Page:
In a similar scene, Kalyani is outside the compound chasing her dog, where she accidentally collides with a Brahmin’s wife. The woman is horrified and says: “What are you doing? Widows shouldn’t be running around like unmarried girls. You’ve polluted me. I have to bathe again.” To touch Kalyani is considered as pollution, however, the irony lies with the fact that the viewer later understands that the woman is Narayan’s mother, and one of Kalyani’s clients is indeed, Narayan’s father. 


When Narayan confronts his father about his explicit affairs with the widows, he responds to Narayan by advising him not to marry a widow but to make her his mistress, instead. As a Brahmin, he relies on holy texts repeating the same teaching that is so often said in the film “A virtuous wife who remains chaste when her husband has died goes to heaven. But a woman who is unfaithful to her husband is reborn in the womb of a jackal.” Living by this teaching alone, Mehta portrays that even spiritual men of God are selfish, as actions such as these condemn the widow in their next life. However, Narayan’s father has a religious justification for this too, and says: “Brahmins can sleep with whomever they want, and the women they sleep with are blessed.” Mehta draws attention to the parallels found here, as she portrays a widow’s touch as being polluting, whereas a Brahmin’s touch is a blessing. In disgust, Narayan retorts: “Do you know what Lord Ram told his Brother? Never to honor those Brahmins who interpret the Holy Texts for their benefit.” Here, we understand that religion, truth, and conscience are at war against each other, suggesting that the only way to move forward is to reconcile them.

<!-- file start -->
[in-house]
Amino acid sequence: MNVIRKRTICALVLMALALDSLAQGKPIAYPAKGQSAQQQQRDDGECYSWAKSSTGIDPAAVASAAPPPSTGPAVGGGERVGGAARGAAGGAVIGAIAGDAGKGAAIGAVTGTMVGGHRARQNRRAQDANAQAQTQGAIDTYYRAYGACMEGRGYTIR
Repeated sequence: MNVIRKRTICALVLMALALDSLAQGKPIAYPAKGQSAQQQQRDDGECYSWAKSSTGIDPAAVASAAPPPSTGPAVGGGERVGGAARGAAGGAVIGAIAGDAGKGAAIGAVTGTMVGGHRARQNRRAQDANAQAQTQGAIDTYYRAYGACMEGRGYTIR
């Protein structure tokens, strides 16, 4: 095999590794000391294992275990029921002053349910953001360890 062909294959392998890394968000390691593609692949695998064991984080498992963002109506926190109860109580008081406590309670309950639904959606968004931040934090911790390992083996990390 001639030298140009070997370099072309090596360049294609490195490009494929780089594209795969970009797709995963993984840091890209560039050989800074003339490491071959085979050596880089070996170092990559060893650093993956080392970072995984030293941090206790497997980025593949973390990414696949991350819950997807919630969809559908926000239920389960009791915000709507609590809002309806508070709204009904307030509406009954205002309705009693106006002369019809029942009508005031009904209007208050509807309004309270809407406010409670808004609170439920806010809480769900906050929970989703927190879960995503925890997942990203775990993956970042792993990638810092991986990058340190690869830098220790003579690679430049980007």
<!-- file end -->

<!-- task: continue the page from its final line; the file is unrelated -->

At a pivotal scene in the novel, Chuyia’s excitement about finding out that Narayan wants to marry Kalyani, spills over to Madhu Didi who flies into a rage. As her well-being is dependent on Kalyani, she cannot afford to let her escape to Narayan and marriage. Furthermore, as Chuyia has been advised in the film, “Even to think of remarriage is a sin.” When the curious child asked “Why?” the reply was simple, “Ask God.”